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DENVER — It’s the classic example of life imitating art. It was the mode of transportation for Marty McFly in “Back to the Future Part 2.” After this Christmas, it will be the mode of transportation for a lot of teenagers.

They’re called hoverboards.

“We’ve decided to call them motor boards,” said Gal Barak from Swift Motor Board in Cherry Creek North.

Motor boards, hoverboards, balancing boards, balancing scooter or even smart hover board. Whatever you call it, people want it. It’s very Segway-esque, but modified by design and price to appeal to the masses.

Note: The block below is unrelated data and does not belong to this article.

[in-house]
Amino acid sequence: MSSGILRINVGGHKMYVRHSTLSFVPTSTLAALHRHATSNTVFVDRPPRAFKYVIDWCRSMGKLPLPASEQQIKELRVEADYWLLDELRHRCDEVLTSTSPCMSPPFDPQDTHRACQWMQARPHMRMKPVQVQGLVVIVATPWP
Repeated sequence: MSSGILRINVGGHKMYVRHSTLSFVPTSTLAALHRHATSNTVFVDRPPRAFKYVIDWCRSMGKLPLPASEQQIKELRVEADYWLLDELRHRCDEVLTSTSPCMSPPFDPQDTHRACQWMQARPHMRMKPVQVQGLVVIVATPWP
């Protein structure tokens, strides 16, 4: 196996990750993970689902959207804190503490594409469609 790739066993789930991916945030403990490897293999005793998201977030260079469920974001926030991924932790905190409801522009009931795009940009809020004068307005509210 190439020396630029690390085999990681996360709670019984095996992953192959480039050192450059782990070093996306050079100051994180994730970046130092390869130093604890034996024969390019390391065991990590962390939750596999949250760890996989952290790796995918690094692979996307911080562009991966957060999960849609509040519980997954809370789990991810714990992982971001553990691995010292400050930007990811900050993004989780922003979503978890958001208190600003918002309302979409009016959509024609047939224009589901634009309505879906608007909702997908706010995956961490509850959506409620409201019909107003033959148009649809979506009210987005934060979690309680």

“The batteries power a gyroscopic motor. It’s some sort of physics technology, it keeps yourself balanced,” Barak said.

Hoverboards are made by many manufacturers and all work pretty much the same. But they all don’t perform the same. Officials in  Louisiana said a home was destroyed by fire started by a faulty hoverboard made by Fit Turbo.

In Florida, a man recorded his hoverboard as it burned, melted and then finally exploded.

“I came outside, turned it on. I came down the sidewalk, probably not even a hundred feet and it exploded. Boom!” he said.

Nearly all hoverboards are made in China so how does one know if it will excite … or ignite?

Buy one with a warranty for starters. Buy from a person face to face or at a brick-and-mortar store. Or buy online from a reputable source.

The causes of the exploding hoverboards are under investigation.